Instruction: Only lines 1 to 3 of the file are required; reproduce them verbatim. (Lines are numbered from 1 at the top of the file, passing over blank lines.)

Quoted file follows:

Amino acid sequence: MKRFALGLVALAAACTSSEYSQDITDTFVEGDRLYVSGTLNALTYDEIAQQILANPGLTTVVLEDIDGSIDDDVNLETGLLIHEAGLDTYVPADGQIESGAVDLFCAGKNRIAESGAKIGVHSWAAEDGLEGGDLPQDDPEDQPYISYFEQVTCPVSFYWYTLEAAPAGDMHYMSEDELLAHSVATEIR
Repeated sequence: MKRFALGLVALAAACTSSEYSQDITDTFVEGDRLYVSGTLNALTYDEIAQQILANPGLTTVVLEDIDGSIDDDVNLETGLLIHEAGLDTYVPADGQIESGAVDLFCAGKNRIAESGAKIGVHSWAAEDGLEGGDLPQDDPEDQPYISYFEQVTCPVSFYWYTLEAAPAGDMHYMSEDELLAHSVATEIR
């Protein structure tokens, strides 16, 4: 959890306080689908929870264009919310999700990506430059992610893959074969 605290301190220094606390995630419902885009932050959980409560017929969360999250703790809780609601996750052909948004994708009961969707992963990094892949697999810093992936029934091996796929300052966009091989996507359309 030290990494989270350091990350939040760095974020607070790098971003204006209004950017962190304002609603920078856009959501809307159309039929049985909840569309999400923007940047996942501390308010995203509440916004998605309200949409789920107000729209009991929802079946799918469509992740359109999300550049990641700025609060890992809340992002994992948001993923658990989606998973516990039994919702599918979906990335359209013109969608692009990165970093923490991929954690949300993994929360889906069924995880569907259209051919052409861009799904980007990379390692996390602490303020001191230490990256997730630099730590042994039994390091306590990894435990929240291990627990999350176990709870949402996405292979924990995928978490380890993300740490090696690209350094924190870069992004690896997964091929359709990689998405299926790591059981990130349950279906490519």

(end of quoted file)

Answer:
Amino acid sequence: MKRFALGLVALAAACTSSEYSQDITDTFVEGDRLYVSGTLNALTYDEIAQQILANPGLTTVVLEDIDGSIDDDVNLETGLLIHEAGLDTYVPADGQIESGAVDLFCAGKNRIAESGAKIGVHSWAAEDGLEGGDLPQDDPEDQPYISYFEQVTCPVSFYWYTLEAAPAGDMHYMSEDELLAHSVATEIR
Repeated sequence: MKRFALGLVALAAACTSSEYSQDITDTFVEGDRLYVSGTLNALTYDEIAQQILANPGLTTVVLEDIDGSIDDDVNLETGLLIHEAGLDTYVPADGQIESGAVDLFCAGKNRIAESGAKIGVHSWAAEDGLEGGDLPQDDPEDQPYISYFEQVTCPVSFYWYTLEAAPAGDMHYMSEDELLAHSVATEIR
């Protein structure tokens, strides 16, 4: 959890306080689908929870264009919310999700990506430059992610893959074969 605290301190220094606390995630419902885009932050959980409560017929969360999250703790809780609601996750052909948004994708009961969707992963990094892949697999810093992936029934091996796929300052966009091989996507359309 030290990494989270350091990350939040760095974020607070790098971003204006209004950017962190304002609603920078856009959501809307159309039929049985909840569309999400923007940047996942501390308010995203509440916004998605309200949409789920107000729209009991929802079946799918469509992740359109999300550049990641700025609060890992809340992002994992948001993923658990989606998973516990039994919702599918979906990335359209013109969608692009990165970093923490991929954690949300993994929360889906069924995880569907259209051919052409861009799904980007990379390692996390602490303020001191230490990256997730630099730590042994039994390091306590990894435990929240291990627990999350176990709870949402996405292979924990995928978490380890993300740490090696690209350094924190870069992004690896997964091929359709990689998405299926790591059981990130349950279906490519």